Those of us who follow the marathon swimming sport know that on September 6th, 2013, Sarah Thomas stepped into the choppy waters of Lake Memphremagog in Magog, QC. Thirty hours later, she stepped back out of the water at the same location, having swum 50 miles total to complete a double-crossing of the lake.
I was there to watch her start her historic swim. My friends, who would be crewing for me on a single crossing that very evening, and I pulled into the parking lot at the beach at 11:40 am. I was surprised to find only Sarah and her crew there. We were the only ones to see her off. We set to work helping out as best we could. What a privilege to be a part of that moment! To offer some sort of help that might aid in the success of such an incredible, incredible swim.
Sometime shortly after noon, Sarah set off. We cheered her on as she left the beach into some extremely challenging chop and wind. I was so impressed to watch her go. No complaining or hesitating. You could tell that she was committed to this venture. You could tell she was ready to take it on.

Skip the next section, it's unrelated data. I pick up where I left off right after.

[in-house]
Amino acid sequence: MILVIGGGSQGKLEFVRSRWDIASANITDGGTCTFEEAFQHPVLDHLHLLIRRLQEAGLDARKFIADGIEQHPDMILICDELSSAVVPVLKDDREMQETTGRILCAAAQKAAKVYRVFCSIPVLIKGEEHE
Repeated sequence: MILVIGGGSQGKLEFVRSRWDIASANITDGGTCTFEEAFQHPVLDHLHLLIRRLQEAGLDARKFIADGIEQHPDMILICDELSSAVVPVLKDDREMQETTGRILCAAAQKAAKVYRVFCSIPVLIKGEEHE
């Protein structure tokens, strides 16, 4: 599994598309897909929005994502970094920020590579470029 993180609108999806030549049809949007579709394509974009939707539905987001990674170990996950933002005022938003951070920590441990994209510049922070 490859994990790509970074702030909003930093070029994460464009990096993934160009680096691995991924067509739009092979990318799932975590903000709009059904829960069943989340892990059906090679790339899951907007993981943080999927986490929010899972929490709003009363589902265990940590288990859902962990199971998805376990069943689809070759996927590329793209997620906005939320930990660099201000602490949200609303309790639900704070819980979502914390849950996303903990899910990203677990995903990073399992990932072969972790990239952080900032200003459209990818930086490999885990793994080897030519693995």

I had never met Sarah before that day. I didn’t know what to expect from such an accomplished swimmer. She had swum a double crossing of Lake Tahoe earlier that summer – 44 miles. I didn’t know what other swims she may have completed, but I could imagine that there were many. She was fast and strong and knew what she was doing. I was so impressed and inspired by her… and a little intimidated.
The truth is, I’m kind of intimidated by most swimmers. I was a Summer Rec Swim Team dropout by the age of fourteen. I was never very fast. I had a hard time trying to figure out the strokes, probably because I started every practice by taking off my coke-bottle-thick pink glasses and stuffing them in my shoe for safe-keeping. When swim team was over in mid-August, there was no other place to swim until it started again at the end of June.